Pascal Haegeli
Research report prepared for WorkSafeBC, Avisualanche Consulting, Vancouver BC, p. 22
Publication year: 2012

Executive summary

Even though there are no published studies to date explicitly contrasting the characteristics of fatal avalanche incidents involving workers versus amateur recreationists, it is reasonable to assume that there might be considerable differences between these two user groups. Avalanche professionals are generally integrated in a more advanced assessment system for avalanche hazard, they are more familiar with the avalanche phenomenon, and have more advanced rescue resources available in case of an avalanche involvement. All of these differences make it problematic to draw conclusions about the effectiveness of an avalanche safety device for worker safety exclusively based on studies that examined incidents of workers and amateur recreationists together. The goal of the present study is to examine the characteristics of recent avalanche incidents that resulted in worker fatalities to provide a better understanding of the potential benefits of avalanche balloon packs for the safety of workers.

The study period for this part of the project was October 1996 to December 2011, which roughly coincides with the use of avalanche balloon packs in Canada. The primary source of information for the present analysis is Avalanche Incidents in Canada Volume 5 by Jamieson, Haegeli, and Gauthier (2010). This publication offers the most comprehensive description of fatal avalanche incidents in Canada between the winters of 1996/97 and 2006/07. The term “worker fatality” was defined as an individual who was killed in an avalanche incident while pursuing their primary job responsibilities in avalanche terrain. They could either be getting paid at the time of the incident or could be actively training to obtain certification for future employment. According to this definition, there have been eleven worker fatalities in ten avalanche incidents in Canada during the study period.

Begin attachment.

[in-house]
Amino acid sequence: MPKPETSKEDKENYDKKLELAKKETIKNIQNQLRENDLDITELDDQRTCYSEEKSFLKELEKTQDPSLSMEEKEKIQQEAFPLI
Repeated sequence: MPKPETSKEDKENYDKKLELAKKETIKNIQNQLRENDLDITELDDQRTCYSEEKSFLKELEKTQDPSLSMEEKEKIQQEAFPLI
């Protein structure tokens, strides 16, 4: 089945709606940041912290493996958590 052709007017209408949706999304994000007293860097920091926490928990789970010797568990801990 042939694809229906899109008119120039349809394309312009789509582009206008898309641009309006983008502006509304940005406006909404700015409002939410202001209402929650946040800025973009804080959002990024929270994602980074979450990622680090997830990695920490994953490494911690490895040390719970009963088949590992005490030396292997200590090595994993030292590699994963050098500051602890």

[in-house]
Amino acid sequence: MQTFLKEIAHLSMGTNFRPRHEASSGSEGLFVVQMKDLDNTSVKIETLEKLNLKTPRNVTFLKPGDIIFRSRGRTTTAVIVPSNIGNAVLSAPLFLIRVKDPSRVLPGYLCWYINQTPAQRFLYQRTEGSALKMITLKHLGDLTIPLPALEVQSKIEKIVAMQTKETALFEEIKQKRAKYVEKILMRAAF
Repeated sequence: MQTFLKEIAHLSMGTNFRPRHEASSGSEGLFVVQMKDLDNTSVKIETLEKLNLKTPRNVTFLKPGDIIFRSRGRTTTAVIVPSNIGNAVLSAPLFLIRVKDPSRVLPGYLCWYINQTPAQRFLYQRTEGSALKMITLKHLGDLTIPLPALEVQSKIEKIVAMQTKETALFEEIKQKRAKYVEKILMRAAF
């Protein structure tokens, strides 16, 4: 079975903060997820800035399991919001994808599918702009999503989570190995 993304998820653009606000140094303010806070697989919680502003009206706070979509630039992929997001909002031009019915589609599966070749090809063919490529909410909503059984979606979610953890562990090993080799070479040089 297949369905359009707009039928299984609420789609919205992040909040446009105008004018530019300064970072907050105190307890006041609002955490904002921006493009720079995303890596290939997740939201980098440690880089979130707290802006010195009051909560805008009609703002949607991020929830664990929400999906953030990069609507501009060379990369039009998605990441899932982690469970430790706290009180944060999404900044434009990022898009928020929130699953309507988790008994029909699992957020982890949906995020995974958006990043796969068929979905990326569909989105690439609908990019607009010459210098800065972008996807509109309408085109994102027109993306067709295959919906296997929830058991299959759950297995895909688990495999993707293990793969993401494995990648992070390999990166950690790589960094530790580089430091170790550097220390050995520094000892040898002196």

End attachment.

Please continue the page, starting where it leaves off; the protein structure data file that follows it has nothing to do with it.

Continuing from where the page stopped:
Using results of Haegeli’s 2012 study on the effectiveness of avalanche balloon packs in Canadian avalanche incidents as a foundation, the present analysis examined the identified avalanche accidents involving worker fatalities with respect to the following four indicators for the performance of avalanche balloon pack:

  • Relative location of victim when avalanche released: Being located in the track or runout zone of the avalanche is less favorable
  • Distance carried by avalanche: Being carried for only a short distance is less favorable
  • Character of runout zone: The presence of terrain traps in the runout zone is less favorable
  • Cause of death of victim: Avalanche balloon packs are not explicitly designed to prevent trauma fatalities

The total number of negative indicators present in an accident description was used to assess the potential impact of an avalanche balloon pack for the outcome of the incident: The absence of any negative indicators was interpreted as a sign that the use of an avalanche balloon pack might have had a positive impact on the outcome of an incident. Incidents with only one negative indicator were assessed as inconclusive and incidents with two or more negative indicators were interpreted as a sign that the use of an avalanche balloon pack would likely have not been able to make a difference in the outcome of the incident.

The present examination of avalanche incidents with respect to the above four indicators reveals that only in two of eleven fatalities, a deployed avalanche balloon pack might have been able to prevent or reduce the severity of the burial and therefore positively affect the outcome of the incident. In five of the eleven cases, it is likely that an avalanche balloon pack would not have made a difference. However, that there are no indications that any of the victims would have been worse off during their involvement had they worn an avalanche balloon pack. Continuous collection of high-quality information on avalanche accident with and without fatalities is crucial for further improving our understanding of avalanche survival and the effectiveness of avalanche safety equipment.

Contact Pascal Haegeli for a copy of this report.

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